Cahora & Tete

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The Zambezi Shark

The Zambezi Shark

A Zambezi Shark caught on a bait
A Zambezi Shark caught on a bait

Zambezi Shark Factfile

The Zambezi shark is also known as the bull shark and occurs in the warmer oceans throughout the world. Zambezi sharks prefer inshore waters and, unlike many other sharks, can tolerate freshwater allowing them to swim up rivers. They can penetrate considerable distances and Zambezi sharks and in addition to Guthrie’s recent catch in Tete, Zambezi sharks have been recorded from below Cahora Bassa in Mozambique, the Lower Shire River in Malawi, the Save-Runde junction in Zimbabwe and up the Limpopo to the Kruger National Park.   

Zambezi sharks are born at a length of about 75cm and grow very slowly. They mature after about 20 years when they have reached a length of more than 2 meters. After a gestation of 10-11 months females bear 6-13 live pups. This is generally in summer. The largest Zambezi shark known to science was caught in 2009 in the Breede River in South Africa and was more than 4 meters long and weighed an estimated 550kg. The longest recorded journey of a Zambezi shark was a fish that was tagged, again in the Breede River, by the South African Shark Conservancy and swam 2,000km to Bazaruto in Mozambique in two months.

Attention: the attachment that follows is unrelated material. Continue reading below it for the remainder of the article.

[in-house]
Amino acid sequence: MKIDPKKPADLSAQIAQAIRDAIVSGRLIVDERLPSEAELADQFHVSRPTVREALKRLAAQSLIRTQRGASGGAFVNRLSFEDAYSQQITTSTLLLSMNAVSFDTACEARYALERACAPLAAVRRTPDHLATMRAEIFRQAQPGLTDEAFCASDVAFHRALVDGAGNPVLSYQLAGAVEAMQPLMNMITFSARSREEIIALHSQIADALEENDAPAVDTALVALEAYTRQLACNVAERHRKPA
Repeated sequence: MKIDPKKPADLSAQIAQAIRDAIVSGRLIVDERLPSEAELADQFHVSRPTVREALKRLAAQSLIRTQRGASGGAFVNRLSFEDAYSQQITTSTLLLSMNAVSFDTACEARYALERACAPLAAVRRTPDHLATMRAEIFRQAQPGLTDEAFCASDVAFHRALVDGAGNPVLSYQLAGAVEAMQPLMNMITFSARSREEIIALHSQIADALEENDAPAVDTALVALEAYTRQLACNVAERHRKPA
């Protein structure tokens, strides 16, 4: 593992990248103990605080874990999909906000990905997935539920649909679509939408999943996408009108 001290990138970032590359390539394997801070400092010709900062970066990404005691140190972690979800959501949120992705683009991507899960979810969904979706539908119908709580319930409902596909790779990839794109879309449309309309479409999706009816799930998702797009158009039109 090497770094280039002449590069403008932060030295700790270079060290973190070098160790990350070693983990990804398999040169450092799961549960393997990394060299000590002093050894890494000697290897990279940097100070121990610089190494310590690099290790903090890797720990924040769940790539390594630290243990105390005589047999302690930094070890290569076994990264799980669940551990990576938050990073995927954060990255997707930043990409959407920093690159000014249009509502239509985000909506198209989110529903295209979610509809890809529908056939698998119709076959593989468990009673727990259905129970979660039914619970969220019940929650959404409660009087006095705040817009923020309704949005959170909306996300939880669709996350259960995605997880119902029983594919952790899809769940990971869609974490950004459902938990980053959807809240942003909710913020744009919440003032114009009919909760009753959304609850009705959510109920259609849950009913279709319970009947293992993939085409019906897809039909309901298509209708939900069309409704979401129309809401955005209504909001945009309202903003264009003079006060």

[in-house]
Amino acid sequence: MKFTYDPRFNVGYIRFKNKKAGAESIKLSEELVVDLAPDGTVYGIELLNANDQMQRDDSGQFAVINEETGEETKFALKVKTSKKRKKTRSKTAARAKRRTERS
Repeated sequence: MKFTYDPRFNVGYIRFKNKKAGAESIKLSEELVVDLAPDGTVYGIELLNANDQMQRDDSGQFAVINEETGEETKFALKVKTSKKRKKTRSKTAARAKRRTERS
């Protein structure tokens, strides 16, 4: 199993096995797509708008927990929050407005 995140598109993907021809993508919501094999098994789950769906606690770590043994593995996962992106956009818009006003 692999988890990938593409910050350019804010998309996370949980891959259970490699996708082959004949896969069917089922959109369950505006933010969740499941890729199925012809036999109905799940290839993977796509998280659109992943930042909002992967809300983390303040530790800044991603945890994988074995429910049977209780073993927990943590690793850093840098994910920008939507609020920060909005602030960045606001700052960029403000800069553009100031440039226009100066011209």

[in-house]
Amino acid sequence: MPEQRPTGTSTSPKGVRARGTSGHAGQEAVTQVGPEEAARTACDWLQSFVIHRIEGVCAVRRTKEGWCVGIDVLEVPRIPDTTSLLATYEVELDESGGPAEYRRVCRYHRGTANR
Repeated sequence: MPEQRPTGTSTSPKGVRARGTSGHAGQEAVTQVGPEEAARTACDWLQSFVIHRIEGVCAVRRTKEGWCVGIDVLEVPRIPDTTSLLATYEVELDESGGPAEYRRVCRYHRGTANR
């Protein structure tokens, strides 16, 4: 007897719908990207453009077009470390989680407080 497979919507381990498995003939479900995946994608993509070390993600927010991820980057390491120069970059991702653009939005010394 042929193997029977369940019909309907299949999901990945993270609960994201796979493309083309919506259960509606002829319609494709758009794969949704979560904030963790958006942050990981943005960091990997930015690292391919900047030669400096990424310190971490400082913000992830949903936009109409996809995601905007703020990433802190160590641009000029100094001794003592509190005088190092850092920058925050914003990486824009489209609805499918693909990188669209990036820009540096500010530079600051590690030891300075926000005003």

Zambezi sharks are predators which feed on fish, crustaceans, turtles, marine mammals and birds. Because of their slow growth and late maturity they are vulnerable to overfishing and are IUCN red-listed as near-threatened.

To read more on Zambezi sharks please consult: Heemstra P., Heemstra E. 2004. Coastal Fishes of Southern Africa. NISC, SAIAB. 488p. or visit the South African Shark Conservancy website.

Read more articles from this issue:
Zambezi Traveller (Issue 09, June 2012)

Read more about the region in our destination guide:
Cahora Bassa & Tete